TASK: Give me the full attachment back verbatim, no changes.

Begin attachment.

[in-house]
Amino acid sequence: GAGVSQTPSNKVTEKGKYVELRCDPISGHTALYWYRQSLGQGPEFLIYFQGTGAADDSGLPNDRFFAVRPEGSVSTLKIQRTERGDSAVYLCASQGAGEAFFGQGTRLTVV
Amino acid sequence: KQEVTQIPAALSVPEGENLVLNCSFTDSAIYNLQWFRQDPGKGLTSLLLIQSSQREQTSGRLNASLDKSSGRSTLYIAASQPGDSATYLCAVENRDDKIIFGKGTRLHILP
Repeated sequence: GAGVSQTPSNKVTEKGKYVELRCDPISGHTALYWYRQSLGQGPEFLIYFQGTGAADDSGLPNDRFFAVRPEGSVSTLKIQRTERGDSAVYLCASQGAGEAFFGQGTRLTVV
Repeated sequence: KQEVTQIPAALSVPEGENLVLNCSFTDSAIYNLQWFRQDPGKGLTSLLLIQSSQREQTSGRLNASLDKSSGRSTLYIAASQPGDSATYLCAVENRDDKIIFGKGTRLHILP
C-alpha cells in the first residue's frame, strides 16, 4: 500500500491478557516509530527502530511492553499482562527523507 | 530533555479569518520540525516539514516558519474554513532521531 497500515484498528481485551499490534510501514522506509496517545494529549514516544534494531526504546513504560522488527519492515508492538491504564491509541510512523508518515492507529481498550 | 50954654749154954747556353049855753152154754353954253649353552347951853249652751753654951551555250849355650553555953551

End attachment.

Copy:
[in-house]
Amino acid sequence: GAGVSQTPSNKVTEKGKYVELRCDPISGHTALYWYRQSLGQGPEFLIYFQGTGAADDSGLPNDRFFAVRPEGSVSTLKIQRTERGDSAVYLCASQGAGEAFFGQGTRLTVV
Amino acid sequence: KQEVTQIPAALSVPEGENLVLNCSFTDSAIYNLQWFRQDPGKGLTSLLLIQSSQREQTSGRLNASLDKSSGRSTLYIAASQPGDSATYLCAVENRDDKIIFGKGTRLHILP
Repeated sequence: GAGVSQTPSNKVTEKGKYVELRCDPISGHTALYWYRQSLGQGPEFLIYFQGTGAADDSGLPNDRFFAVRPEGSVSTLKIQRTERGDSAVYLCASQGAGEAFFGQGTRLTVV
Repeated sequence: KQEVTQIPAALSVPEGENLVLNCSFTDSAIYNLQWFRQDPGKGLTSLLLIQSSQREQTSGRLNASLDKSSGRSTLYIAASQPGDSATYLCAVENRDDKIIFGKGTRLHILP
C-alpha cells in the first residue's frame, strides 16, 4: 500500500491478557516509530527502530511492553499482562527523507 | 530533555479569518520540525516539514516558519474554513532521531 497500515484498528481485551499490534510501514522506509496517545494529549514516544534494531526504546513504560522488527519492515508492538491504564491509541510512523508518515492507529481498550 | 50954654749154954747556353049855753152154754353954253649353552347951853249652751753654951551555250849355650553555953551